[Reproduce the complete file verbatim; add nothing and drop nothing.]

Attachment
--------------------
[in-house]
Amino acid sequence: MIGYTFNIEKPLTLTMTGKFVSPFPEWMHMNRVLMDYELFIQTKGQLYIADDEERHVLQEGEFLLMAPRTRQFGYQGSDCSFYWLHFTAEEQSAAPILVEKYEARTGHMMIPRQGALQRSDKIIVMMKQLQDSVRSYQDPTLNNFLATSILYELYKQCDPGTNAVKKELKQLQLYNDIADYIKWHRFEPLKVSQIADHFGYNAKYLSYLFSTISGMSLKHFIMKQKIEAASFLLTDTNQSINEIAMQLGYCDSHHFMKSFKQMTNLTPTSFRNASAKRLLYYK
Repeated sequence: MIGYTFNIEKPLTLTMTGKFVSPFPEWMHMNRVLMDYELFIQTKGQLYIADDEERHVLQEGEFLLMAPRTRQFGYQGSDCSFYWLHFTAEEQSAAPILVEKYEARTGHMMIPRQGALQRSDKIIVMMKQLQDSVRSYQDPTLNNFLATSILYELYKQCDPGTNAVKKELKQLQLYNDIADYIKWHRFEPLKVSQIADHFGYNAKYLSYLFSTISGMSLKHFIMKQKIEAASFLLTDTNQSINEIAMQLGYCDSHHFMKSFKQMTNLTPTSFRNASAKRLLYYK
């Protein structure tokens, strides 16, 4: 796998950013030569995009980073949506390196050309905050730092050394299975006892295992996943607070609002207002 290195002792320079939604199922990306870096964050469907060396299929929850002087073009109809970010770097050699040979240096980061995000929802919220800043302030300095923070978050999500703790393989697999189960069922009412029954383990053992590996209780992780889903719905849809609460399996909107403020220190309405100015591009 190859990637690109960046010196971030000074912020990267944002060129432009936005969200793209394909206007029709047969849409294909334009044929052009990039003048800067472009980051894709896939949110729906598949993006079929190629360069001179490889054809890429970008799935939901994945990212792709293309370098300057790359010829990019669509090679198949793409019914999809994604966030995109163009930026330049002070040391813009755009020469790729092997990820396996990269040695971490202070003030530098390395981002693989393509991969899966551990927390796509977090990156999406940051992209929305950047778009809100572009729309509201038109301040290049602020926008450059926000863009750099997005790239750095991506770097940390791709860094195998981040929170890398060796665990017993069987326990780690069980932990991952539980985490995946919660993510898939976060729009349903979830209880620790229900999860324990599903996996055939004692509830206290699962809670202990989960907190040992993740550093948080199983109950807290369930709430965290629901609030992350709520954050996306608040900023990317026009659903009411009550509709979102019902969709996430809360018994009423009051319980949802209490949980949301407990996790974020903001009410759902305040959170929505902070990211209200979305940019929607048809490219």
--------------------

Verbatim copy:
[in-house]
Amino acid sequence: MIGYTFNIEKPLTLTMTGKFVSPFPEWMHMNRVLMDYELFIQTKGQLYIADDEERHVLQEGEFLLMAPRTRQFGYQGSDCSFYWLHFTAEEQSAAPILVEKYEARTGHMMIPRQGALQRSDKIIVMMKQLQDSVRSYQDPTLNNFLATSILYELYKQCDPGTNAVKKELKQLQLYNDIADYIKWHRFEPLKVSQIADHFGYNAKYLSYLFSTISGMSLKHFIMKQKIEAASFLLTDTNQSINEIAMQLGYCDSHHFMKSFKQMTNLTPTSFRNASAKRLLYYK
Repeated sequence: MIGYTFNIEKPLTLTMTGKFVSPFPEWMHMNRVLMDYELFIQTKGQLYIADDEERHVLQEGEFLLMAPRTRQFGYQGSDCSFYWLHFTAEEQSAAPILVEKYEARTGHMMIPRQGALQRSDKIIVMMKQLQDSVRSYQDPTLNNFLATSILYELYKQCDPGTNAVKKELKQLQLYNDIADYIKWHRFEPLKVSQIADHFGYNAKYLSYLFSTISGMSLKHFIMKQKIEAASFLLTDTNQSINEIAMQLGYCDSHHFMKSFKQMTNLTPTSFRNASAKRLLYYK
């Protein structure tokens, strides 16, 4: 796998950013030569995009980073949506390196050309905050730092050394299975006892295992996943607070609002207002 290195002792320079939604199922990306870096964050469907060396299929929850002087073009109809970010770097050699040979240096980061995000929802919220800043302030300095923070978050999500703790393989697999189960069922009412029954383990053992590996209780992780889903719905849809609460399996909107403020220190309405100015591009 190859990637690109960046010196971030000074912020990267944002060129432009936005969200793209394909206007029709047969849409294909334009044929052009990039003048800067472009980051894709896939949110729906598949993006079929190629360069001179490889054809890429970008799935939901994945990212792709293309370098300057790359010829990019669509090679198949793409019914999809994604966030995109163009930026330049002070040391813009755009020469790729092997990820396996990269040695971490202070003030530098390395981002693989393509991969899966551990927390796509977090990156999406940051992209929305950047778009809100572009729309509201038109301040290049602020926008450059926000863009750099997005790239750095991506770097940390791709860094195998981040929170890398060796665990017993069987326990780690069980932990991952539980985490995946919660993510898939976060729009349903979830209880620790229900999860324990599903996996055939004692509830206290699962809670202990989960907190040992993740550093948080199983109950807290369930709430965290629901609030992350709520954050996306608040900023990317026009659903009411009550509709979102019902969709996430809360018994009423009051319980949802209490949980949301407990996790974020903001009410759902305040959170929505902070990211209200979305940019929607048809490219």